Disenchanted humans, burdened with these tasks handle the challenge in various ways. Most will turn to existing religions, friends and family, their communities, and their own life experiences to find meaning. Often this yields an outcome good enough to make life bearable, and sometimes even pleasurable. Others lose themselves in a host of distractions – sports, gossip, politics, activism, life-dramas, entertainment, books, etc – and train themselves not to think about any deep meaning to life. That may be hectic, but it makes life like sleep walking.
Yet this disconnection with the world has yet another sinister side, the violence and destruction which has accompanied western thought. We have high GDPs, but we’ve had the most destructive wars and pioneered true weapons of mass destruction. We continue to devastate the environment and treat plants and animals as mere products. After all if only the human mind provides meaning, everything else is to be used. Their value is measured by the utility they provide for humans. Colonialism, war, and the destruction of cultures (which, of course, are inferior if they are economically lower — hence exploiting them is doing them a favor by extending western ideas to them) are all actions inherent in this disconnect between individuals and the rest of existence.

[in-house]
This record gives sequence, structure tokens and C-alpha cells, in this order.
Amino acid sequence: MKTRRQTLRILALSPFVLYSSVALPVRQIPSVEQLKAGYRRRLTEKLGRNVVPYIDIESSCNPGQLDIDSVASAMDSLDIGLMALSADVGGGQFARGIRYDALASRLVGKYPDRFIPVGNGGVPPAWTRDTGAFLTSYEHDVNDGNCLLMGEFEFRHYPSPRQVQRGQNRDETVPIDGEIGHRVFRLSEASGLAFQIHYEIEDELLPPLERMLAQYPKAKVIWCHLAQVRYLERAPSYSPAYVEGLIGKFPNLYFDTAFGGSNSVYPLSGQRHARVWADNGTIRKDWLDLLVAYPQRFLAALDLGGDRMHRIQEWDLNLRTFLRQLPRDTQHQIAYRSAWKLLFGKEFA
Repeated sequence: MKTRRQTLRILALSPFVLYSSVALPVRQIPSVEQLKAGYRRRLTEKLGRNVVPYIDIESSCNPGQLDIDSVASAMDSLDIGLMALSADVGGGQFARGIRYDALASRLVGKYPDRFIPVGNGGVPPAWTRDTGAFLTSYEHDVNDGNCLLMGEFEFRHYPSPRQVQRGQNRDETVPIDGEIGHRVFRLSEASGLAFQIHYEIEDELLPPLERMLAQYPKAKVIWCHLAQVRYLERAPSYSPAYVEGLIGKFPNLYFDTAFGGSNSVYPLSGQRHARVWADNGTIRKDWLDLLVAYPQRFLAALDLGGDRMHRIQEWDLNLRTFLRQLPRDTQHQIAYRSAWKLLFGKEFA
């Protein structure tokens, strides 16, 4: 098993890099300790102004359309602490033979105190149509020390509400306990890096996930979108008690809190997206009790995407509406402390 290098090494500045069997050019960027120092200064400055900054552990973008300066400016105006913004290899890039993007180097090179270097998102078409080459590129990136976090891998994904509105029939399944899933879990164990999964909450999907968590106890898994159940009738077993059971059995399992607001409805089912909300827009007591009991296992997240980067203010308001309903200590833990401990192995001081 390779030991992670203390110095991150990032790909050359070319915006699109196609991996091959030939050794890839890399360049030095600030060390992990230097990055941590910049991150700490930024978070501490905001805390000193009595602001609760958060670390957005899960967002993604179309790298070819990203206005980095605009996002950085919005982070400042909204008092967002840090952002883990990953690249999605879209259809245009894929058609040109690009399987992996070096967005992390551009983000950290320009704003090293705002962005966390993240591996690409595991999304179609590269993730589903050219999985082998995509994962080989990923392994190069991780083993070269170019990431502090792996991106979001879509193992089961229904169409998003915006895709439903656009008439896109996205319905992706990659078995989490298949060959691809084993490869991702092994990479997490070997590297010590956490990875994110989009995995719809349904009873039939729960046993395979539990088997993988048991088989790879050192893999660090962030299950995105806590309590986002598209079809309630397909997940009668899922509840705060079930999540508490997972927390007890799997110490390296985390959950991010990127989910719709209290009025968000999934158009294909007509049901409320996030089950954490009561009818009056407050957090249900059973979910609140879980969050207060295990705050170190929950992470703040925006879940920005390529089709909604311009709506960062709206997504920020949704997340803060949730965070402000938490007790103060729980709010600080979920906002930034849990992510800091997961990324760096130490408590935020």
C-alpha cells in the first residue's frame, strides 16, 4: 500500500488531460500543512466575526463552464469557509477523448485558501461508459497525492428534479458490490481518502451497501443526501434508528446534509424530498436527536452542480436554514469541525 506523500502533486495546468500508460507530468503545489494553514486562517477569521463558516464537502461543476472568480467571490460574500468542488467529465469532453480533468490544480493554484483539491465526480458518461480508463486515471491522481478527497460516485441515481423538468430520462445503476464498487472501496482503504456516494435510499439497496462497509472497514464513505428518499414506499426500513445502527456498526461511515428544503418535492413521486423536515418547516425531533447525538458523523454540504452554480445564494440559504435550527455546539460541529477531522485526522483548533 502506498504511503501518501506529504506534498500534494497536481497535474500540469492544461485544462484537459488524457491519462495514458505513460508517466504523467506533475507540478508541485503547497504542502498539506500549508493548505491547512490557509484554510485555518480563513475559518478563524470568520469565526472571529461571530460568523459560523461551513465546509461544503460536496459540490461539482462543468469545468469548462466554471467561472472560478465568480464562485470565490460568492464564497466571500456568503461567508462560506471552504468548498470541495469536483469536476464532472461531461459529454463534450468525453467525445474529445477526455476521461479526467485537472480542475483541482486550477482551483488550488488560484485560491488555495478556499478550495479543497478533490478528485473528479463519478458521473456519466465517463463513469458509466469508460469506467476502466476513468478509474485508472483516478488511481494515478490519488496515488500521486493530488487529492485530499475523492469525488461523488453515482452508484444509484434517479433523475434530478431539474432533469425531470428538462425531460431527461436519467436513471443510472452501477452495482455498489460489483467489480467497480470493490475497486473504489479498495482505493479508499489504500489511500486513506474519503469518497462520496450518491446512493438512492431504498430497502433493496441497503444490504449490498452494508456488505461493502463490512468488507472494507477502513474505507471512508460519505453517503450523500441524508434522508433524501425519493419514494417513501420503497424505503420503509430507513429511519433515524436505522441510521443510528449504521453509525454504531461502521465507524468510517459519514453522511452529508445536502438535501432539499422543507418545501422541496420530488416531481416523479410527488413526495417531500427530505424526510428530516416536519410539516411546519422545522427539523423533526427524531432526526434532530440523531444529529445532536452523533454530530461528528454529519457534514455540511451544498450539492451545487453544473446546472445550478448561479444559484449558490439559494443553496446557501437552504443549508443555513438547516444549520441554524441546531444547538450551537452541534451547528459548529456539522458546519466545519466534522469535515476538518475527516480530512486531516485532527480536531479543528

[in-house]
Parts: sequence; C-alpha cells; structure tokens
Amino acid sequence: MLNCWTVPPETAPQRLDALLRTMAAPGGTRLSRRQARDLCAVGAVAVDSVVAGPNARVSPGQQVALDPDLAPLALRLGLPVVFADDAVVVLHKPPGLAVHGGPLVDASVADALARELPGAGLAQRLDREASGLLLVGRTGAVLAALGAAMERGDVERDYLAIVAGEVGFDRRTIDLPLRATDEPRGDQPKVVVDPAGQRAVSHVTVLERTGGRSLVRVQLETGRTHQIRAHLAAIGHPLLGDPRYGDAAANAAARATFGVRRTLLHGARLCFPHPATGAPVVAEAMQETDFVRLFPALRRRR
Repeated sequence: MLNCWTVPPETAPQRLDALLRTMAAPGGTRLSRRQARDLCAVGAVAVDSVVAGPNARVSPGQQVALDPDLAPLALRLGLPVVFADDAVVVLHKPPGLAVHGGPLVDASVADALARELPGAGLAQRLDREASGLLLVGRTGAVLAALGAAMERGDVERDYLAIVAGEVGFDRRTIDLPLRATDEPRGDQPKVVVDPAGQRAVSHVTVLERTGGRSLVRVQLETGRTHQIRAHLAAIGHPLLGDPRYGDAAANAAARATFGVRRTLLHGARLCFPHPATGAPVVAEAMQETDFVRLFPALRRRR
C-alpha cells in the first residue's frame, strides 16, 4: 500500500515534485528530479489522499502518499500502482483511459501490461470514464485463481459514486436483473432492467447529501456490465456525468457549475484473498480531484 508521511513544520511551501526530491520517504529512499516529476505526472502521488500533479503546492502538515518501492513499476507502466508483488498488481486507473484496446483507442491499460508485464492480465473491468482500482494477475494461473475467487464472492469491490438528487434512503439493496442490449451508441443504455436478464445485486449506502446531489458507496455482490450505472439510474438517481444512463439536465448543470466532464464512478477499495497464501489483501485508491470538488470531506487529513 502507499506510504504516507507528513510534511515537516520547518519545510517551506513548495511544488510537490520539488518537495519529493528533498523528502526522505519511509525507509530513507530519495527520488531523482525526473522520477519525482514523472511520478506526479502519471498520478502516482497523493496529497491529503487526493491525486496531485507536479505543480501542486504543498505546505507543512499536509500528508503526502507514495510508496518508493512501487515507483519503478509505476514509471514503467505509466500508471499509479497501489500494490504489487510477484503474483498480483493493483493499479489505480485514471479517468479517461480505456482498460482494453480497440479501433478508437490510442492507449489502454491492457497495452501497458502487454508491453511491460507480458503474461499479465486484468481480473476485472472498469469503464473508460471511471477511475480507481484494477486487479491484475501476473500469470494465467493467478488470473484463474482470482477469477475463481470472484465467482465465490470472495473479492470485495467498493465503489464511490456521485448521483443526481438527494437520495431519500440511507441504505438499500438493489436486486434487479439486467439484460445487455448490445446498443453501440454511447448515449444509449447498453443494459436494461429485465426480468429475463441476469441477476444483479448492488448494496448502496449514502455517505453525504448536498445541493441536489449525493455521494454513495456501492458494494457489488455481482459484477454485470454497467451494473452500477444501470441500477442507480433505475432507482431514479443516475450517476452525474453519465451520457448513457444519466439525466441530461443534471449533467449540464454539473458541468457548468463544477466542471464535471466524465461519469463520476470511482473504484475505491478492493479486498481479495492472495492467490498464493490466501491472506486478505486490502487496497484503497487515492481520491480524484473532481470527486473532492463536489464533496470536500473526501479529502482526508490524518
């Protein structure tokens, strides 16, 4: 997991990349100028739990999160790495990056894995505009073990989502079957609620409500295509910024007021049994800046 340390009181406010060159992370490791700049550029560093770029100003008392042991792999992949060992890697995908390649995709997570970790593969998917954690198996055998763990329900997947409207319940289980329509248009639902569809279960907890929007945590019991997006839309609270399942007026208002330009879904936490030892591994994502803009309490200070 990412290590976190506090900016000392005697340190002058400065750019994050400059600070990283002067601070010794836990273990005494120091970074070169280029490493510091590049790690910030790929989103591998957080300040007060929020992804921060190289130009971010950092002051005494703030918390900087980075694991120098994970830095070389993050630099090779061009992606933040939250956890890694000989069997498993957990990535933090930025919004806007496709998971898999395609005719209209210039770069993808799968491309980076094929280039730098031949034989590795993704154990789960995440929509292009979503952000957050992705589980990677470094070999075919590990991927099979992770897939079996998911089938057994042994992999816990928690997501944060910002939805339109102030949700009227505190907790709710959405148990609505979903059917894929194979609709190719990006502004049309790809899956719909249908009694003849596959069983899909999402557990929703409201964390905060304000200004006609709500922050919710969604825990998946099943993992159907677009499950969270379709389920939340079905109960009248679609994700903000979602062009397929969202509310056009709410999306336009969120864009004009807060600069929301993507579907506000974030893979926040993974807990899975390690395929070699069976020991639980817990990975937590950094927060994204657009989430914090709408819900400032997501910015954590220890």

It’s time to recognize that enlightenment thought without a spiritual component is untenable. It’s time to assert that meaning cannot just exist in individual disconnected minds. It’s time to recognize that we are part of a larger reality where meaning permeates all of existence. We may not buy the symbols primitive peoples held – indeed, we need to build on rather than reject western thought. Religious fundamentalists fear modernism because of its disenchanting quality, we need to rediscover enchantment!
As a new information revolution expands our power to connect and communicate, as modern physics breaks down boundaries and shows how little we understand the true nature of reality, we humans have to discover the natural empathy within us. Enlightenment thought turns off the deep connections we have with the rest of reality, forcing us to experience life through a stark dichotomy of internal and external. Somehow we have to find a way to reach and feel beyond that. If we can we’ll have a revolution in thinking that can open doors, expand understanding, and overcome the dark side of enlightenment rationalism.